In the eighteenth year of this monarch's reign, our SAVIour Jesus Christ suffered death on the cross. Soon after his death, Pilate wrote to Tiberius an account of his paffion, tesurrection, and iniracles; upon which the Emperor made a report of the whole to the senate, desiring that Christ might be accounted a God by the Romans. But the senate being displeased that the proposal had not come first from them felves, refused to admit of his apotheofis; alledging an ancient law, which gave them the superintendance in all matters of religion. They even went so far as, by an edict, to command, that all Christians should leave the city. But Tiberius, by another edict, threatened death to all such as should accuse them; by which means, they continued unmolested during the rest of his reign.

Q

Caius

Vol. I.

226 Rome under the Emperors Tiberius and Caligula.

Caius Caligula, the successor of Tiberius, exA. D. 33. ceeded his predecessor in all manner of diflipa

tion and profigacy; but in martial affairs he was much his inferior. He is famous, however, for a mock expedition that he made against the Germans.

After arriving at that part of the low countries opposite to Britain, he received into his protection a fugitive prince of that island, and fent pompous letters to the senate, giving an account of the happy conquest of the whole kingdom. Some time after, making the soldiers fill their helmets with pebbles and cocklefhells, which he called the spoils of the ocean, he returned to the city to demand a triumph; and, when that honour was denied him by the senate, he fell into the most extravagant cruelties. He was so far from entertaining any desire to benefit the public, that he often complained of his ill fortune, because no signal calamity happened in his time; and made it his constant wish, that either the utter destruction of an army, or some plague, famine, earthquake, or other extraordinary defolation might continue the memory of his reign to succeeding ages. He had another more comprehensive wish, that all the Romans had brut one neck, that he might strike it off at one blow, His common phrase was, “Let them hate me, « so they fear me."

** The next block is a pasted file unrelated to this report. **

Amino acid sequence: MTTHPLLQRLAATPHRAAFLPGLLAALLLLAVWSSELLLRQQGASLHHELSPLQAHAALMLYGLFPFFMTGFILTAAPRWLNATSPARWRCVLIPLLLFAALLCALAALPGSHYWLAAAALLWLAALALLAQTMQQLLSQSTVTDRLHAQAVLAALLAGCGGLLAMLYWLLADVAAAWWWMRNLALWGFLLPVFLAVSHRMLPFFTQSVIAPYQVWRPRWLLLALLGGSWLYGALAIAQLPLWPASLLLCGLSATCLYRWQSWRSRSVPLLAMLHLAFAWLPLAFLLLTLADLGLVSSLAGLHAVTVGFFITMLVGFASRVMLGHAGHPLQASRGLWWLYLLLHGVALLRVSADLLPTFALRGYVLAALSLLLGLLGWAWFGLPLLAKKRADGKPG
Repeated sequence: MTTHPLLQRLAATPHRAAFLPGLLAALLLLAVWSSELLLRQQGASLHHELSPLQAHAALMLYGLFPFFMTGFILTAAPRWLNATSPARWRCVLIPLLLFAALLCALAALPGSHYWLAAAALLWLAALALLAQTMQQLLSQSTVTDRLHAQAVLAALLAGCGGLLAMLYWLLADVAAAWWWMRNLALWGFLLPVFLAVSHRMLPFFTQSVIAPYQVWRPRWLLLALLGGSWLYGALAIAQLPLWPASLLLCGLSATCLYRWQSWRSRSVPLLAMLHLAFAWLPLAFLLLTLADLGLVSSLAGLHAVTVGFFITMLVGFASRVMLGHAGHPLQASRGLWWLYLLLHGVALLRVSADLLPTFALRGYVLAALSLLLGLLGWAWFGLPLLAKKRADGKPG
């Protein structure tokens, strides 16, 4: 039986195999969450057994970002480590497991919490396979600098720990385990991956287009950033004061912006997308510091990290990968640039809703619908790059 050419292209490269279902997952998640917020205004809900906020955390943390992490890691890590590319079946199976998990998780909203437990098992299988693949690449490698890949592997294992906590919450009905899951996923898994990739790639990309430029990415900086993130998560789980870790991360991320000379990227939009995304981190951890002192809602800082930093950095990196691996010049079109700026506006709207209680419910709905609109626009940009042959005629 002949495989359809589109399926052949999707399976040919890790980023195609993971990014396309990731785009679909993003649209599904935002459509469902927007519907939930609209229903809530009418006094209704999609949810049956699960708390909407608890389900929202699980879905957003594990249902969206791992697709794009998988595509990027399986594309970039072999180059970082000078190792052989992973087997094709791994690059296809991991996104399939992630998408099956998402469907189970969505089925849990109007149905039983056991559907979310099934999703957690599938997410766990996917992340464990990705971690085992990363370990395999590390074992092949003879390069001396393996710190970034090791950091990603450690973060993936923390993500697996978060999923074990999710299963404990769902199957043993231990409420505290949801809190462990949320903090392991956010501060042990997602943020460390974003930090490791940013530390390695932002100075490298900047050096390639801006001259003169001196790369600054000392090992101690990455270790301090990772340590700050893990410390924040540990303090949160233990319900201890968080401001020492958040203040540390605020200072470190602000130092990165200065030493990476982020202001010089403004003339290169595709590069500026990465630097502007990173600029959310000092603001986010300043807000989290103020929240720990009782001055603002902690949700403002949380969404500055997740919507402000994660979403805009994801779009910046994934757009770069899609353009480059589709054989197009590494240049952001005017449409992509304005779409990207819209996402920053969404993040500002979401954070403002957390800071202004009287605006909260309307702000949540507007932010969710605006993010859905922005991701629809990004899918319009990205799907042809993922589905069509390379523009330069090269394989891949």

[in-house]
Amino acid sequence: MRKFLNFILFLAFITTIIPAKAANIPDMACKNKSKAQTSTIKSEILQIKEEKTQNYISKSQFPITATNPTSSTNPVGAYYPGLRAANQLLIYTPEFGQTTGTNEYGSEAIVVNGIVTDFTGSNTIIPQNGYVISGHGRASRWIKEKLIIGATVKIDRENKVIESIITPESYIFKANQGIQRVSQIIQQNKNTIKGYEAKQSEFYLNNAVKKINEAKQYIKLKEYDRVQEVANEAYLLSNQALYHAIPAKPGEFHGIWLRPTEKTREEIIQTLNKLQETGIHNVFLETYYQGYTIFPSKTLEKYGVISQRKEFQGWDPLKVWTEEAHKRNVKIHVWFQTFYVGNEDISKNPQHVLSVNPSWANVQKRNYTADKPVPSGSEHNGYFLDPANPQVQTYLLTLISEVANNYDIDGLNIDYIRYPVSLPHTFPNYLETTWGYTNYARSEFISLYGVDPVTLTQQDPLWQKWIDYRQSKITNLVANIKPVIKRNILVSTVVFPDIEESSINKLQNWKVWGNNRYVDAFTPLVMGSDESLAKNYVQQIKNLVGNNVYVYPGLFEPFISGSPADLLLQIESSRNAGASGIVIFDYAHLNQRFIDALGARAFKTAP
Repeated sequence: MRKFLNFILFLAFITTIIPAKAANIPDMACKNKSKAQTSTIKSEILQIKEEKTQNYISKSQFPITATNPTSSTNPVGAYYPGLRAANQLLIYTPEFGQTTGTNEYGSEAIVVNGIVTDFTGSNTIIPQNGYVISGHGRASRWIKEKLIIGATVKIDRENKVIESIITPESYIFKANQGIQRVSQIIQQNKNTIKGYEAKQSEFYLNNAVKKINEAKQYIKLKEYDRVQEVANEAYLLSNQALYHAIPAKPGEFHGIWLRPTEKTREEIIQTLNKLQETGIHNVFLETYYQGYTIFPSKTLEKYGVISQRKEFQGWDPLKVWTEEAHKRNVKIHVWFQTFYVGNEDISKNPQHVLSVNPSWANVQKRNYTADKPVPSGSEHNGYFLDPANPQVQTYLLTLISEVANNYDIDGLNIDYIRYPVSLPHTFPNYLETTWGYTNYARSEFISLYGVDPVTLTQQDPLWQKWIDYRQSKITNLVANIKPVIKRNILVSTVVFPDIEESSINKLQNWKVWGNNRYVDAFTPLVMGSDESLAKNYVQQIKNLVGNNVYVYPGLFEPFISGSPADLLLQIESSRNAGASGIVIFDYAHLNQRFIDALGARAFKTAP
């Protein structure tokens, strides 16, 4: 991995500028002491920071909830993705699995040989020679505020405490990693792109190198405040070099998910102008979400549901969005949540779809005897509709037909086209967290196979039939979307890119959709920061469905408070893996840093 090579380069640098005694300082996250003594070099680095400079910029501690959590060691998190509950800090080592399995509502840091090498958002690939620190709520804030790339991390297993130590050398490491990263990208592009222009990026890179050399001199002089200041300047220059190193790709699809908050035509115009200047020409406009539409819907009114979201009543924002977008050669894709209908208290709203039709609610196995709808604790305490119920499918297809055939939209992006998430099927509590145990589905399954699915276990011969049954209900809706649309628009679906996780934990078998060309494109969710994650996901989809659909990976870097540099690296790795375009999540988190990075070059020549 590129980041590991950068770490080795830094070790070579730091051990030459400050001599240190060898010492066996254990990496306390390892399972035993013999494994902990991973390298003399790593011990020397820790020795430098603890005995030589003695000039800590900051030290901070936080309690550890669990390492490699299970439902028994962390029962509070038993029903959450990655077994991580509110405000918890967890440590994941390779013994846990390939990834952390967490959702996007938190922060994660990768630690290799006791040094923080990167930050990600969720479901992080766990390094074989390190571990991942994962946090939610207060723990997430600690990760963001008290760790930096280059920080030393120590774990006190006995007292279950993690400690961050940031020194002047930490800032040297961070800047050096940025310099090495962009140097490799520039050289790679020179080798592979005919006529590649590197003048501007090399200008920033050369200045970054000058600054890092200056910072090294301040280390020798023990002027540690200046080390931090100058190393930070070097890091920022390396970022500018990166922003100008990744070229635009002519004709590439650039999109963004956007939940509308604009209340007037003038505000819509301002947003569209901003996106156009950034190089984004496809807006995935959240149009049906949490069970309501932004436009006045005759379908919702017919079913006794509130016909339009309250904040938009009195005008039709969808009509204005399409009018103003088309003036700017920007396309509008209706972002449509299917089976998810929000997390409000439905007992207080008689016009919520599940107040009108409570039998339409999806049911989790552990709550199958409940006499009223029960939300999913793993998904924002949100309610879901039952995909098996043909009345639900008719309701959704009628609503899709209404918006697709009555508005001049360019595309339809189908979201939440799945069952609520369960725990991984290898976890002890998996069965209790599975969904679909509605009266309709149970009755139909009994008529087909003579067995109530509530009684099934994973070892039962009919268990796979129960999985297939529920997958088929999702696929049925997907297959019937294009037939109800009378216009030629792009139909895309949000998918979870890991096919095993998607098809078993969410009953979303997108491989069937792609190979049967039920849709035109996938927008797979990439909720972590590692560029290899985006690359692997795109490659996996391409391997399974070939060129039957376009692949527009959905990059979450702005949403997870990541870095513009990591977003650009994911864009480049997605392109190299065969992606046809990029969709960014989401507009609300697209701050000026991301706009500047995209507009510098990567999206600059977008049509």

The luxuries of former princes were fimplicity itself, when compared to those which Caligula practised. He contrived new ways of bathing, where the richest oils and most precious perfumes were exhausted with the utmost profusion. He found out dishes of immense value, and had even jewels, as we are told, diffolved among his sauces. He sometimes had services of pure gold presented before his guests instead of meat, observing, “That a man should be an economist or an « Emperor."

The expensive manner in which he maintained his horse will give some idea of his domestic economy. He built it a stable of marble, and a manger of ivory. Whenever this animal, which he called Incitatus, was to run, he placed fentinels near its stable, the night preceding, to prevent its flumbers from being broken. He appointed it an house, furniture, and a kitchen, in order to treat all its visitors with proper respect. The Emperor sometimes invited Incitatus to his own table, presented it with gilt oats, and wine in a golden cup. He often swore by the safety of his horse ; and it is faid he would have appointed it to the consullhip, had he not been prevented by death.